Wide Angle Youth Media is widening the narrowed angle by which youth serving nonprofits utilize the talents and know-how of Baltimore’s youth. With a mission to ‘cultivate and amplify youth voice’ Development & Communications Director, Moira Fratantuono, believes that media arts that are utilized to tell stories should be accessible to as many youths as possible and she boasts how Wide Angle teaches youths to do just that in the most practical way, “Our goal is to provide spaces where they [youth] get to tell their own stories, own their own narratives, center their gaze, and highlight what’s important to them.”
Since the year 2,000, Wide Angle Media has worked with over 6,500 young people in Baltimore, producing hundreds of digital projects from film shorts, photography, and documentaries. Being a white-led non-profit organization that works with 80-95% of Black youth annually, the importance of Black youth voice is omnipresent in their work. Destiny Brown, a college sophomore, is one such youth whose voice was given a platform at Wide Angle, now teaches the actor’s workshop, “My future goal is to become [a] part of the force that is diversifying mainstream stage, television, and film works as a producer, director, and actress.”
According to the Hollywood Diversity Report, released annually by the University of California, Los Angeles, there is an uptick in women and people of color representation in Hollywood. The “Hollywood Diversity Report 2021: Pandemic in Progress” accounted for streaming properties for the first time to adjust to the impact that covid-19 had on theatrical releases in 2020. The report revealed that more women and non-white talent were retained as lead actors, principal casts members, writers, and directors. While this is long overdue progress, Wide Angle Media has been working to bridge the gap between Black youth and the industry for two decades, “Who’s telling those stories, because we need that same diversity and representation in terms of who is in the writers room. Who’s making the decisions on what shots are being integrated into a video or into a piece of media. It has to happen at every level or we’re not going to undo some of the shortcomings that currently exist in media.” Moira Fratantuono explained.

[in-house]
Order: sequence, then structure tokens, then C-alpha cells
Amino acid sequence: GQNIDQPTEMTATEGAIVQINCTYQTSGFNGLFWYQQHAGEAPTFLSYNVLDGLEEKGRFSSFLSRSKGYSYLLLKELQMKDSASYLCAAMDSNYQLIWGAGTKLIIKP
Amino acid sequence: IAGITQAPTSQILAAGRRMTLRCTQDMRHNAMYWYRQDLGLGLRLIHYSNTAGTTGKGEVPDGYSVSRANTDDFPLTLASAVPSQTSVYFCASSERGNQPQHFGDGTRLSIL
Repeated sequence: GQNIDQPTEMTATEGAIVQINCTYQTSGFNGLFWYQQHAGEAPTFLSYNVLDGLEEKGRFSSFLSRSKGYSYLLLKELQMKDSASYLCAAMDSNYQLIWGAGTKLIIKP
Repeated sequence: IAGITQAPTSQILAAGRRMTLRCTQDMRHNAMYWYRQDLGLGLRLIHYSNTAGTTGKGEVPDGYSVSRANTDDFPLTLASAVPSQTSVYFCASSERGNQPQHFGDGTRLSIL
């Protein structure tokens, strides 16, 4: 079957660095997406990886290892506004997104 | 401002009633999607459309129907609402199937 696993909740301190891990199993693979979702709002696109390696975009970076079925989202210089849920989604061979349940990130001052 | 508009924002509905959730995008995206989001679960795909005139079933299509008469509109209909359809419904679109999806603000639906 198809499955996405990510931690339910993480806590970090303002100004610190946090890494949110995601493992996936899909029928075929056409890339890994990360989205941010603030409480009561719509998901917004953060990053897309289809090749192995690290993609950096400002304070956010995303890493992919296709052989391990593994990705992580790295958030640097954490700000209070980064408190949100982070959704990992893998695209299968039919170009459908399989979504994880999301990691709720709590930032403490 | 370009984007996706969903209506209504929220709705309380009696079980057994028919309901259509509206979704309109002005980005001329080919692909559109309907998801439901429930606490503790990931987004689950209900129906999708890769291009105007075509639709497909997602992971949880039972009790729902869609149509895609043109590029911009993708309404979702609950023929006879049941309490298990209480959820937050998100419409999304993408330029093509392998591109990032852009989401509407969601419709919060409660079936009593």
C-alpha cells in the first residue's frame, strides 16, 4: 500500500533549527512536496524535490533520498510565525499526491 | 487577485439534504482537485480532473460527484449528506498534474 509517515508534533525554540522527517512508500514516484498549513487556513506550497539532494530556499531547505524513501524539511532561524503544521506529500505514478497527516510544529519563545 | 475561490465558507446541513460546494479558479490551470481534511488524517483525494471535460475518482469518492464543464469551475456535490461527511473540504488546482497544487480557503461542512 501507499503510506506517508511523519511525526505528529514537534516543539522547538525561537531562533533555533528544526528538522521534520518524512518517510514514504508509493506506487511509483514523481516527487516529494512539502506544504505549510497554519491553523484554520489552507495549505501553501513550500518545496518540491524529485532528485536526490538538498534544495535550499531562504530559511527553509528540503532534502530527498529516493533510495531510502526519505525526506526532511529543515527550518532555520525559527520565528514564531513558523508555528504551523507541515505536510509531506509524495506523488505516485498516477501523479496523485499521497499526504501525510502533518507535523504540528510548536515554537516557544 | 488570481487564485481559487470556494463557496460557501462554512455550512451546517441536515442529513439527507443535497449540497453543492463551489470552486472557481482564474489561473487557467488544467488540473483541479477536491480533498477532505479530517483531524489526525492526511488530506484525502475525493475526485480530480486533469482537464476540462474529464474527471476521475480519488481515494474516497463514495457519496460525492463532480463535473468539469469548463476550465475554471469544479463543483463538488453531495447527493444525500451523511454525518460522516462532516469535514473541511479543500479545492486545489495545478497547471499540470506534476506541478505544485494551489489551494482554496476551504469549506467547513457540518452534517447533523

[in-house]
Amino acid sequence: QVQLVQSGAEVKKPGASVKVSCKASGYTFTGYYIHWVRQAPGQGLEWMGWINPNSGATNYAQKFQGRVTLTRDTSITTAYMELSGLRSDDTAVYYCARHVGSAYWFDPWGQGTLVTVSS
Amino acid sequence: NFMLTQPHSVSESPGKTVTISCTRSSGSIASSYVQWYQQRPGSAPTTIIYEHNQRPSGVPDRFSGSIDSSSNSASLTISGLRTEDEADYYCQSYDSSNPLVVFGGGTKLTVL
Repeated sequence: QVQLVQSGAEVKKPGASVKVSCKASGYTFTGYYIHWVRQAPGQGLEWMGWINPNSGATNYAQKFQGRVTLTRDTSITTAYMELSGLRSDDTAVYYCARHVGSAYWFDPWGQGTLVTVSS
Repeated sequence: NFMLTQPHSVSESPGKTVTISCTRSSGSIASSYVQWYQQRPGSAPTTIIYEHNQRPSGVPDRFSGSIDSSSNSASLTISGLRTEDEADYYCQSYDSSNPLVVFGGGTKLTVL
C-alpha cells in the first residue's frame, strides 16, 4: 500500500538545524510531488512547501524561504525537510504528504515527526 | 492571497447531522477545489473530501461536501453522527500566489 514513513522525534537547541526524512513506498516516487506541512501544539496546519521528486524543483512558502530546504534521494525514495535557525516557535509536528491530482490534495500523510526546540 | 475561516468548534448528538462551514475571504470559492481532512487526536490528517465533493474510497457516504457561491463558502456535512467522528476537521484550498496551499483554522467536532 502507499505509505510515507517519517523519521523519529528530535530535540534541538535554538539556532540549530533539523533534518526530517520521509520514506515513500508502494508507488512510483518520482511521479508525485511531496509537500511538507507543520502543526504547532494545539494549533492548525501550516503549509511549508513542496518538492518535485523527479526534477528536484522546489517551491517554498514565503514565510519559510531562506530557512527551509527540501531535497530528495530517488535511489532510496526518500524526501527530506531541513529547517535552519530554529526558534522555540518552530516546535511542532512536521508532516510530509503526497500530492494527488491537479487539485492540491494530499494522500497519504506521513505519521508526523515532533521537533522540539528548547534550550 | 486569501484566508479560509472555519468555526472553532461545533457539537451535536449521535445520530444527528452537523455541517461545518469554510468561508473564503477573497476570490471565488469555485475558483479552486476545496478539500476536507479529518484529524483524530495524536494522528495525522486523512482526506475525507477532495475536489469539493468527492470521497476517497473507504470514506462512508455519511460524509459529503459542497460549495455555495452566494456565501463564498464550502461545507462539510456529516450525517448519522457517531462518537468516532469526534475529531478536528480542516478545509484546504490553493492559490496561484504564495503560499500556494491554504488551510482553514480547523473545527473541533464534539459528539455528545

With the introduction of a new drama program, students are now learning dynamics from both behind and in front of the camera. For those who aren’t interested in acting, Their workforce training program matriculates youth from trainees into Wide Angle’s staff who have honed their skills as industry professionals.
While speaking on a film using the words of Amanda Gorman’s poem The Hill We Climb , Destiny Brown reflected on her time at Wide Angle and what it has done for her, “ I would’ve never thought to or had the opportunity to create a collaborative piece of this nature if it weren’t for the empowerment I received from Wide Angle.”
Moira made the mission of Wide Angle quite clear and did not shy away from the necessity of white leadership deferring to the voices of Black youth and producing work from the gaze of Black youth, pushing them into, “going deep on different issues, so it can be things they wanna celebrate, or just depictions of joy in their communities because we know that frequently those are not the stories shared by outsiders putting their gaze in on [Black] communities.”
Wide Angle Media made a splash in 2020 with a virtual prom that was featured on CNN and are continuing their mission to bring media arts to as many youth as they can serve. Moira pressed the point of listening to young people and teaching them to use their authentic voice because “All of our young people have something important to share, whether or not they’re told that is something else.”